Handcuffed and pinned to the ground on the side of the road, Tony Timpa begged Dallas police officers more than two dozen times for help before he fell unconscious and died, according to newly released body-camera footage.
“You’re gonna kill me! You’re gonna kill me! You’re gonna kill me!” he continuously yelled.
In the footage, officers can be heard mocking the 32-year-old Dallas man—who called authorities for help in 2016 after taking drugs and forgetting his schizophrenia medication—for several minutes. When cops finally loaded him into an ambulance, he was already dead.
“You will see how long it is that it takes for them to realize he’s not doing anything,” Geoff Henley, Timpa’s family attorney, said Wednesday.
The body-camera footage, first obtained Tuesday by The Dallas Morning News, reveals the gut-wrenching minutes leading up to Timpa’s August 2016 death while in police custody. The officers involved were initially indicted in 2017 for misdemeanor deadly conduct, but prosecutors dismissed all charges against them two years later, saying all three men did not act “recklessly.”
On August 10, 2016, Timpa called police from an adult video store parking lot about 10 minutes outside of Dallas for help, saying he was off of his prescription schizophrenia medication and high on cocaine. Before Dallas police arrived, Timpa was handcuffed by security guards for attempting to run into traffic.
According to police reports, Timpa’s “aggressive and combative” behavior forced officers to keep him restrained. The video shows Timpa pleading for help and clearly struggling as he’s held down by police.
One of the officers can be seen pinning Timpa face-down on the ground with his knee in his back in what’s called the “prone position,” a restraining technique that’s highly controversial.
In the first minute of the footage, Timpa wiggles around near the curb while struggling to sit up. Police claimed that officers were forced to restrain Timpa with his stomach to the ground in order to stop him from escaping and running into a busy intersection. But about a minute later, a police car can be seen blocking traffic near the bus bench where the officers had pinned him.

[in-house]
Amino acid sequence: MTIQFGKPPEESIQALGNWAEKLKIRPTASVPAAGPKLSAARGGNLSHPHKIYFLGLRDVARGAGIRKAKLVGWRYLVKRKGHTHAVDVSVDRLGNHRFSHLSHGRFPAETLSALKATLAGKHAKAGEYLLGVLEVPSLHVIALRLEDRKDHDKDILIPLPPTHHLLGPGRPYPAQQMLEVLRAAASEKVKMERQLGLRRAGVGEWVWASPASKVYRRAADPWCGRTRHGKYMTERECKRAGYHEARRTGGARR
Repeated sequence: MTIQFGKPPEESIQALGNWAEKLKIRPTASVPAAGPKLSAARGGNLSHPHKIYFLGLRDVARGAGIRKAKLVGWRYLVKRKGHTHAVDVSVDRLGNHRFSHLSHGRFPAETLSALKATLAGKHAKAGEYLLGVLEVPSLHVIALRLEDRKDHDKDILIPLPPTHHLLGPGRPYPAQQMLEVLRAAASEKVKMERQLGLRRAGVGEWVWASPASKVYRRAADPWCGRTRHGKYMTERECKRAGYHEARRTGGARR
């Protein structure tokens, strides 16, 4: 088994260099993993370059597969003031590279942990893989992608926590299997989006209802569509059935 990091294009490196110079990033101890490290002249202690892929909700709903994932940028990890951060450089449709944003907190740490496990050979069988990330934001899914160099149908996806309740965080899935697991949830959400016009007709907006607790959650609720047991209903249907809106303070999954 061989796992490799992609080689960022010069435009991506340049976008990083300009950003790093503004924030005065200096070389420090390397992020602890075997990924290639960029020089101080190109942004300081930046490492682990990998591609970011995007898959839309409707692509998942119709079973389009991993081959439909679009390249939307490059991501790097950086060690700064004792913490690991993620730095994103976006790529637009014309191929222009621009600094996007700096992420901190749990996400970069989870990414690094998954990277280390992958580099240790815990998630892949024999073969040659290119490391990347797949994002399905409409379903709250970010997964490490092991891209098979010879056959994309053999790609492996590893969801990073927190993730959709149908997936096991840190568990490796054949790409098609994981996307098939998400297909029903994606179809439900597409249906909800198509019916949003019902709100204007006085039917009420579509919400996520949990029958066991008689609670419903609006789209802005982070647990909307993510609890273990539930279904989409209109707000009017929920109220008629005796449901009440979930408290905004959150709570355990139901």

“Please let me go, please,” Timpa cries repeatedly.
Still restrained by his hands and feet, the 32-year-old becomes unresponsive after several minutes of pleading. At this point, officers in the video can be heard laughing and mocking Timpa, one even noting that he is “out cold.” His nose is buried in the grass when officers claim to hear him snoring—apparently unaware that the unarmed man is drawing his last breaths.
“Tony, are you still with us?” one officer asks, before another questions whether Timpa is still breathing.
When Timpa snorts, the first responders begin joking that he fell asleep.
“It’s time for school. Wake up!” another cop says, earning laughs from the group.
Mimicking a whiny teenager, another officer responds: “I don’t want to go to school! Five more minutes, Mom!”
In the video, paramedics don’t begin CPR until at least four minutes after Timpa loses consciousness.
“He didn’t just die down there did he?” an officer asks while Timpa is being loaded onto a gurney and put into an ambulance. “I hope I didn’t kill him.”
Before the body cam is shut off, one officer turns to someone and says: “Sorry. We tried.”
A spokesperson for the Dallas County Medical Examiner’s Office confirmed to The Daily Beast that Timpa died from a sudden cardiac arrest due to “the toxic effects of cocaine and the stress associated with physical restraint” for over 13 minutes. According to the spokesperson, Timpa died within 20 minutes of police arriving and at least 15 minutes before he was transported to Parkland hospital.
Timpa’s death was ruled a homicide.
The three Dallas police officers heard in the video—Kevin Mansell, Danny Vasquez, and Dustin Dillard—were indicted by a grand jury in 2017 on misdemeanor deadly conduct charges. According to internal affairs records obtained by The Dallas Morning News, Mansell and Vasquez were placed on administrative leave in December 2017, while Dillard was placed on leave a year later.
In 2019, Dallas County District Attorney John Creuzot dismissed the charges, saying that all three medical examiners who testified before the grand jury had indicated the officers did not act “recklessly.”
The Dallas County District Attorney’s office and the Dallas Police Department did not immediately respond to The Daily Beast’s request for comment.
On Monday evening, a federal judge ruled in favor of the newspaper’s request, stating “the public has a compelling interest in understanding what truly took place during a fatal exchange between a citizen and law enforcement.”